Mother Nature, it seems, is intent on always winning out, even as we pray for a reprieve this time round, she knows no master against her elements even in the face of curiosity that will spawn a good legend. Curiosity will always make the willing amongst us test the boundaries of Mother Nature, like Icarus on a sojourn too close to the sun. The ocean is vast and endless, in depth, it is almost depraved for us to want sink to her level. The remains of The Titanic with all her secrets, lies even deeper embedded in the ocean floor than ever imagined, 12,500 feet and change. These expeditions, whilst they may seem frivolous, have a cost to them, much like these migrant crossings; human lives, and the ocean has no preference for one over the other as Orcas would like to let us know.

Whilst we can appreciate the depths and wonders of curiosity, as is our want to do so, we can also empathise with those who have risked their lives out of desperation, not forgetting those involved in their search and rescue and the impact this will have on them for years to come.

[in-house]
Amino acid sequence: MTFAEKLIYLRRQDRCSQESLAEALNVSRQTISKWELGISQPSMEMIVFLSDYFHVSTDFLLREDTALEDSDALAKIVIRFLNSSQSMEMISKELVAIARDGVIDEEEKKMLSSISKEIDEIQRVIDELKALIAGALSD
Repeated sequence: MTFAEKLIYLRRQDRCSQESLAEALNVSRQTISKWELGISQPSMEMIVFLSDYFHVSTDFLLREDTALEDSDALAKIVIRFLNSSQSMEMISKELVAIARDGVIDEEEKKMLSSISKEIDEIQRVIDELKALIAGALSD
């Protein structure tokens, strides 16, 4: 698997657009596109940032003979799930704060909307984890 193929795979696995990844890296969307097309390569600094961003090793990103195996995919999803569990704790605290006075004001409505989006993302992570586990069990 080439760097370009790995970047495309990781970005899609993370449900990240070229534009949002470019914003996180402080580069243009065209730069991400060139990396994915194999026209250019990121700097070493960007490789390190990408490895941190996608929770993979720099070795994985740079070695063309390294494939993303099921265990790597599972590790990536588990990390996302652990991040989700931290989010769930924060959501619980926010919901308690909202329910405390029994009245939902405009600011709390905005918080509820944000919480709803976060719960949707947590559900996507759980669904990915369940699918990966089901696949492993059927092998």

The bottom-line is a duology; a bunch of wealthy people with the means to do so have used their resources to seek a depth beyond our realm, whether it be in outer space or in the deeper depths of the ocean, to challenge their minds in a restless quest for what lies beyond, and I hope against hope, that they are rescued and live to tell us all about it. The other side to this coin has several hundred people who set out in search of a better life across the ocean most never made it. We remember their courage and spare a thought and prayer for them also, because as humans, more connects us, regardless of the socio-economic background, than divides us. Love.